Your Thoughts…

Your brain and your thoughts are significantly underrated tools.

A tool that we have to regularly sharpen, but for many years we might often not even realize is there.

We can influence our thoughts, and good things, because our thoughts define our reality, but we don’t have to have our reality be defined by our unhelpful thoughts.

Hmmm…If this notion is new to you, stop for a minute, sit with me for a moment.
  • Will you sit with your feet on the ground and back straight up?
  • Will you breathe in for five beats…one-two-three-four-five…
  • Hold that breath for five…one-two-three-four-five…
  • Exhale for five beats…one-two-three-four-five…
Okay, what thoughts are you thinking?

When you do this often enough, you’ll realize there is a presence, energy, or awareness that is beyond your thoughts.

The thoughts we think are like clouds in the sky. They come, they go, they’re fluffy and summery, now they’re stormy and windblown, but the clouds in the sky? Never the same.

Same thing with our thoughts.

Do you want to know how to deal with your thoughts?

…Like your thoughts are separate from you…

Incorporate a mindfulness practice into your homeschool.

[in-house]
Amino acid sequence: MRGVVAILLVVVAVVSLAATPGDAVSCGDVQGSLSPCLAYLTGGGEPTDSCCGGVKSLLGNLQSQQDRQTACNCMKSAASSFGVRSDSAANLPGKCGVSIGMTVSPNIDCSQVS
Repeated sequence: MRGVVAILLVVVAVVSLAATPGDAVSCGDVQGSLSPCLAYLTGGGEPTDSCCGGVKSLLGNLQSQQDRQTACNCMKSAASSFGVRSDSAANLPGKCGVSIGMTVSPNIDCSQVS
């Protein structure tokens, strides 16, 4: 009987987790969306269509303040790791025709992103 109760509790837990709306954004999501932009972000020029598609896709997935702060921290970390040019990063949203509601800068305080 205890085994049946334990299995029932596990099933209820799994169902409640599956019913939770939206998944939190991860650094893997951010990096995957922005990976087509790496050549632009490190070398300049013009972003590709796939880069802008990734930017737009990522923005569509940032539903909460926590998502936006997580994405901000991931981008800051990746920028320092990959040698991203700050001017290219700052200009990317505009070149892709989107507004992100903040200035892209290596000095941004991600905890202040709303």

There is a reason you hear so much about this. It works! You can get separate from your regularly experienced thoughts.

There are three questions I learned from Dr. Amen, author of Change your Brain, Change your Life:

This is a practice you have to practice regularly to get the most out of it.

Your ultimate goal: get to know yourself and practice being present.

So how are you going to practice this?

You’re going to schedule that mindful moment on your device.

When that timer goes off once or twice a day, take a deep breath and ask yourself:

  1. How do you feel?
  2. What is the thought behind your feeling?
  3. What is the story I’m telling myself behind that thought?
Include a meditation practice in your day.

Say what??? Mindfulness practice AND a meditation practice?